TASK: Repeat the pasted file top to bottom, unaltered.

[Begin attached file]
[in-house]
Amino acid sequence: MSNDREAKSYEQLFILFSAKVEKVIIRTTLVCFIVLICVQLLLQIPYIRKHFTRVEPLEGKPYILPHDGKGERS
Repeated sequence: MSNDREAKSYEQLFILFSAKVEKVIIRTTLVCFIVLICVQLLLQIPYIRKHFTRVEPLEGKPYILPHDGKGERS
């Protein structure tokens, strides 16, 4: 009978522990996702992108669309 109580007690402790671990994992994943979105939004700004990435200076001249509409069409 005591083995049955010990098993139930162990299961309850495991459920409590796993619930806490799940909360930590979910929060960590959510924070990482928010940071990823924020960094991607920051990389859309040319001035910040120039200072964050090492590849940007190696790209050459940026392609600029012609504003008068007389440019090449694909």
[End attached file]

[in-house]
Amino acid sequence: MSNDREAKSYEQLFILFSAKVEKVIIRTTLVCFIVLICVQLLLQIPYIRKHFTRVEPLEGKPYILPHDGKGERS
Repeated sequence: MSNDREAKSYEQLFILFSAKVEKVIIRTTLVCFIVLICVQLLLQIPYIRKHFTRVEPLEGKPYILPHDGKGERS
């Protein structure tokens, strides 16, 4: 009978522990996702992108669309 109580007690402790671990994992994943979105939004700004990435200076001249509409069409 005591083995049955010990098993139930162990299961309850495991459920409590796993619930806490799940909360930590979910929060960590959510924070990482928010940071990823924020960094991607920051990389859309040319001035910040120039200072964050090492590849940007190696790209050459940026392609600029012609504003008068007389440019090449694909």